A proxy war is a conflict instigated by opposing powers who do not fight against each other directly. Instead, they uses third parties to do the fighting for them.
Opposing powers are usually core countries who have conflicting ideologies and interests with each other. However, a direct large-scale war between them would cause enormous damage to all belligerent powers. Therefore, they rather conduct proxy wars in developing countries in order to avoid loss and achieve some certain interests at the same time.
Third-parties can be local governments built or supported by opposing powers or armed forces, mercenaries and terrorist groups who could strike an opponent without leading to full-scale war.
Although the first recorded proxy war happened as early as in 1529, it was not common until the Cold War set off by the ideological and political differences between the two victors of the World War II. During the Cold War, the two nuclear-armed superpowers did not wish to exchange blows directly since that would have led to a devastating nuclear war. Instead, both the U.S. and particularly the Soviet Union sought to spread their own spheres of influence all over the world, leading to many proxy wars such as one in Greek, Korea, Afghanistan and notably Vietnam.
Vietnam War is a typical proxy war during the Cold War under the influence of the U.S., Soviet Union and, to a large extent, China.
American involvement in Vietnam began the same way as most proxy wars do with U.S. President Truman and then Eisenhower sending military and economic aid to the French and South Vietnamese respectively in their wars against the North communists.
More aid and military advisers were poured into South Vietnam under President Kennedy who thought Vietnam was the place to restore U.S. “credibility”. Eventually U.S. troops were dispatched to Vietnam under President Johnson who escalated the war further to North Vietnam with a massive air bombardment. However, the bombing campaign turned out to be ineffective due to some restrictions imposed on the U.S. and its allies as well as the assistance of the Soviet Union and China for North Vietnam.
Although the Soviet Union and China actively supplied North Vietnam with financial aid, military training, materiel and logistics, unlike the United States and their allies, they fought the war through their proxies and did not enter the conflict directly.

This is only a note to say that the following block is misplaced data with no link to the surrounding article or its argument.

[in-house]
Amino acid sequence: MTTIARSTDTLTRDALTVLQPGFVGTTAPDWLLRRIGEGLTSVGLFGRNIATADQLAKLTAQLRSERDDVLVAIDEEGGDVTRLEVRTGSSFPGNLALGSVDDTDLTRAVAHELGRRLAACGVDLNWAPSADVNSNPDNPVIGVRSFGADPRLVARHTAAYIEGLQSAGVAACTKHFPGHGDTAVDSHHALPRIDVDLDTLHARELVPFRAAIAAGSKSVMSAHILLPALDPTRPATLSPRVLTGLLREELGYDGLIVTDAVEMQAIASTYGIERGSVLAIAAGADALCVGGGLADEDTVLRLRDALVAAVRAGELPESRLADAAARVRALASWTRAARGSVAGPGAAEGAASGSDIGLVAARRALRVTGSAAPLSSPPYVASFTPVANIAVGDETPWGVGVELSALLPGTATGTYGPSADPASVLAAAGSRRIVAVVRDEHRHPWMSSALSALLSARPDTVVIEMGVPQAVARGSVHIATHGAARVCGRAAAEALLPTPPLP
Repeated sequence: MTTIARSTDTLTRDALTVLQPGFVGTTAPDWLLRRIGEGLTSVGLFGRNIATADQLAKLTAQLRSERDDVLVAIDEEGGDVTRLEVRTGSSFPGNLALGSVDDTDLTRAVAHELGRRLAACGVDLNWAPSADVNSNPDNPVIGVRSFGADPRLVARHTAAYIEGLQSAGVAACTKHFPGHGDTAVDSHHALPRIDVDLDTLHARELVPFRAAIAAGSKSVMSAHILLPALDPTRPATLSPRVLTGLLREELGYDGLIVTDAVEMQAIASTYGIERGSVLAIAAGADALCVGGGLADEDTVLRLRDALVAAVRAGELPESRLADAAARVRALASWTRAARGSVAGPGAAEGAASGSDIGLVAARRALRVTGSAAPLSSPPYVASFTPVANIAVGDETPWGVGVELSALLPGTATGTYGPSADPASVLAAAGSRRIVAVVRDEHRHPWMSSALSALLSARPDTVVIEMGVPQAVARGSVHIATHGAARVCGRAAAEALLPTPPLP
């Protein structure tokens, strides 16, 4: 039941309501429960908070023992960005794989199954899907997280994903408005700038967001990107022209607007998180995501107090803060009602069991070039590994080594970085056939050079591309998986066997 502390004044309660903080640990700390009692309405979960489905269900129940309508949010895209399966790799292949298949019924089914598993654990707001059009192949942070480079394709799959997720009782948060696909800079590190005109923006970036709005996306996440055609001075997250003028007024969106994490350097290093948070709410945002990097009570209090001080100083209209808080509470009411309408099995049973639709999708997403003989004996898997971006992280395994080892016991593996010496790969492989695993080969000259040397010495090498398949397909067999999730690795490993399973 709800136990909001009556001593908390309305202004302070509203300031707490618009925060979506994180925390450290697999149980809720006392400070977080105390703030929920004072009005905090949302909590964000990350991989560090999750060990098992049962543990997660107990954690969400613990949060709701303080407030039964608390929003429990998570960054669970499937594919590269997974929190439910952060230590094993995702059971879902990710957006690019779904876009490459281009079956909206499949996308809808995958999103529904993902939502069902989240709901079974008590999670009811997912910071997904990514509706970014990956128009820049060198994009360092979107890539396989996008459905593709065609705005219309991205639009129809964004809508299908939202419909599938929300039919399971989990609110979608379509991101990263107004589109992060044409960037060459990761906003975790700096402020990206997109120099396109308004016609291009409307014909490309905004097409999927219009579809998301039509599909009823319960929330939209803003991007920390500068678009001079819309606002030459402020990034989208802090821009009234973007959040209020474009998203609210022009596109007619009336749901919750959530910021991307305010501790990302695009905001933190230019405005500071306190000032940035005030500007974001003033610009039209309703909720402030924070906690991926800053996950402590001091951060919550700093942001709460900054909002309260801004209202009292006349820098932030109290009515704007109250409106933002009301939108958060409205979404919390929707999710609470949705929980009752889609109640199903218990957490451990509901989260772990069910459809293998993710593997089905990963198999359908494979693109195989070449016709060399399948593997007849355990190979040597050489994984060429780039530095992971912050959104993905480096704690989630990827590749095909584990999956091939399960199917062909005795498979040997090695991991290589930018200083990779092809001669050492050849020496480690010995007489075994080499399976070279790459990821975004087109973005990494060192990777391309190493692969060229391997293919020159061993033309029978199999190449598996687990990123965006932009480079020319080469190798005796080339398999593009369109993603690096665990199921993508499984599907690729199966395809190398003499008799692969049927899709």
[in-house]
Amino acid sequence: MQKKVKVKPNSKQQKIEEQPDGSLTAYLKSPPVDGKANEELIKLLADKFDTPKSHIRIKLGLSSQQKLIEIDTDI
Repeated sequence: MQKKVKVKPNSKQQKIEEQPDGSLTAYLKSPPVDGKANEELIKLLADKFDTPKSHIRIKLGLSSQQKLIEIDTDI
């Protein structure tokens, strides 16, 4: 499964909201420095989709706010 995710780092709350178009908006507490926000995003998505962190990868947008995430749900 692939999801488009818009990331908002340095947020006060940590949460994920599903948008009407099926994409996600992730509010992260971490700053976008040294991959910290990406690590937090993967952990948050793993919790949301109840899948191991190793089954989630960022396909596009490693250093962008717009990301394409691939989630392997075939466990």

For the first time in the Cold War, public opinions had affected proxy war policy. The Vietnam War had become so unpopular in the U.S. that Richard Nixon managed to get elected with the promise that he could end the war in Vietnam “honorably”. He then came up with the so-called “Vietnamization” in contrast to “Americanization” policy under President Johnson. His “peace with honor” plan ended with the signing of Paris Peace Accords in 1973. The U.S. was now able to get out of the costly battlefield of Vietnam but their ally South Vietnam eventually fell into the hands of the North communists in 1975.
It is interesting to note that the U.S. policy during the Vietnam War went through an arch. It began with pure military aid and non-combat role then evolved to front-line engagement and finally de-escalated back to support role.
While there are distinct differences in how proxy wars are conducted nowadays, the Cold War in general and the Vietnam War in particular still inform U.S. proxy war policies in modern world. The U.S. is now more likely to provide aid and assistance rather than sending ground forces to “proxies” as historically this policy has not worked out well. In fact, the most successful proxy wars that the U.S. has involved are those where only assistance was provided as in Greece and Afghanistan as opposed to direct involvement on the ground as in Korea and Vietnam. This is illustrated by the U.S. reluctance to send troops to Syria in during its Civil War started since 2011.
Although the political situation has changed, it is important for U.S. policymakers to take the Cold War into account when handling modern-day proxy wars.
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